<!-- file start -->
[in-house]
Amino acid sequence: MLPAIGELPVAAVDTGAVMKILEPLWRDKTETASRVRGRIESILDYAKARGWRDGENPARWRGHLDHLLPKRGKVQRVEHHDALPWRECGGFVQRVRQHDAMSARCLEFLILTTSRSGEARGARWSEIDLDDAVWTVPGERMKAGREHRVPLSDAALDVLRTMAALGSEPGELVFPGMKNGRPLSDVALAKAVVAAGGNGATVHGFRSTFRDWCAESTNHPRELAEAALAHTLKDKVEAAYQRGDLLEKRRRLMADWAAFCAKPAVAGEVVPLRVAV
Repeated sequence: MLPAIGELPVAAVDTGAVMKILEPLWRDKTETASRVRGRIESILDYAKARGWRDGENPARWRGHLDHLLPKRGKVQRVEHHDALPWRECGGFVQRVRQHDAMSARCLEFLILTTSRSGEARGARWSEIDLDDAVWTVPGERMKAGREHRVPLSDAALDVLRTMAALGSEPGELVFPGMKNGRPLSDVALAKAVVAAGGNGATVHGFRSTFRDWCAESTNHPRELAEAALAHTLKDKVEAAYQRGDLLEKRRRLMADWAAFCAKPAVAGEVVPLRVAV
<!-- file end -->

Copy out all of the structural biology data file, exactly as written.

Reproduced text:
[in-house]
Amino acid sequence: MLPAIGELPVAAVDTGAVMKILEPLWRDKTETASRVRGRIESILDYAKARGWRDGENPARWRGHLDHLLPKRGKVQRVEHHDALPWRECGGFVQRVRQHDAMSARCLEFLILTTSRSGEARGARWSEIDLDDAVWTVPGERMKAGREHRVPLSDAALDVLRTMAALGSEPGELVFPGMKNGRPLSDVALAKAVVAAGGNGATVHGFRSTFRDWCAESTNHPRELAEAALAHTLKDKVEAAYQRGDLLEKRRRLMADWAAFCAKPAVAGEVVPLRVAV
Repeated sequence: MLPAIGELPVAAVDTGAVMKILEPLWRDKTETASRVRGRIESILDYAKARGWRDGENPARWRGHLDHLLPKRGKVQRVEHHDALPWRECGGFVQRVRQHDAMSARCLEFLILTTSRSGEARGARWSEIDLDDAVWTVPGERMKAGREHRVPLSDAALDVLRTMAALGSEPGELVFPGMKNGRPLSDVALAKAVVAAGGNGATVHGFRSTFRDWCAESTNHPRELAEAALAHTLKDKVEAAYQRGDLLEKRRRLMADWAAFCAKPAVAGEVVPLRVAV